Julie Borlaug says biotech is necessary in fight against hunger
click image to zoomTexas A&M AgriLife ResearchJulie Borlaug, granddaughter of Nobel Peace Prize laureate Dr. Norman Borlaug and associate director for the Norman Borlaug Institute for International Agriculture, delivers the keynote address advocating science and biotechnology as important tools in addressing global food security at the recent Ag Issues Forum in San Antonio. Julie Borlaug, granddaughter of Nobel Peace prize laureate and father of the Green Revolution Dr. Norman Borlaug, recently presented the keynote address to 165 U.S. and foreign newspaper, television, radio and Internet journalists at the 9th annual Ag Issues Forum in San Antonio.
The forum, presented by Bayer CropScience, was held in advance of the annual Commodity Classic, which is touted as the “nation’s largest farmer-led and farmer-focused convention and trade show.“
In her address, Borlaug, who is associate director for external relations at the Norman Borlaug Institute for International Agriculture, part of the Texas A&M AgriLife Research, Texas A&M University System, said her grandfather was a strong proponent of science and biotechnology as “weapons in the fight against world hunger.” She urged forum attendees to help “educate and inform the public” about the need for continued scientific and biotechnological advances in agriculture to feed a growing world population.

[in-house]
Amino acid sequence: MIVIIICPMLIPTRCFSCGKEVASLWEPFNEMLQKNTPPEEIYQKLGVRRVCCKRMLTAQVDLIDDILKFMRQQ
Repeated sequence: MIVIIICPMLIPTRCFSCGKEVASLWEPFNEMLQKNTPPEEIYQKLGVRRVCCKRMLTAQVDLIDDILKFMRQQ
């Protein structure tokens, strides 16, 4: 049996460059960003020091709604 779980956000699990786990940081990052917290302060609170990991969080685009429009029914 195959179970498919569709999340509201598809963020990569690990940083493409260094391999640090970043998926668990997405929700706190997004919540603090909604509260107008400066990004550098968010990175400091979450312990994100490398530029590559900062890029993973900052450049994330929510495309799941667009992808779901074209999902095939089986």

“In my view, advocates of biotechnology desperately need to do a better job of explaining to the public why it is so important to the future of humanity and why we should not deprive millions, even billions, of people from its promise,” she said. “Science has spoken and the consensus is that genetically modified foods are safe and have the same nutritional value as organics.”
Borlaug noted that the world population, currently estimated at 7.2 billion, is expected to reach 9.6 billion by 2050.
“Almost all of that growth will be in undeveloped or underdeveloped countries and in locations where smallholder farmers are already struggling to raise sufficient crops,” Borlaug said. “I wonder how many opposed to biotechnology have ever been to an undeveloped country where agricultural workers, many of whom are women, spend their days pulling weeds, hauling water and fighting against crop loss from insects, viruses, bacteria and fungi.
“Without the life-changing and life-saving innovations of science and biotechnology, such as crops that are more drought, pest or disease resistant, how can these small-landholder farmers hope to advance beyond mere subsistence, much less provide food to feed others?”
Borlaug said she hoped scientists, journalists and others either directly involved in or communicating about biotechnology would find more practical and uncomplicated terms and “jargon” to describe its benefits and make a better case for the necessity of agricultural advancements.
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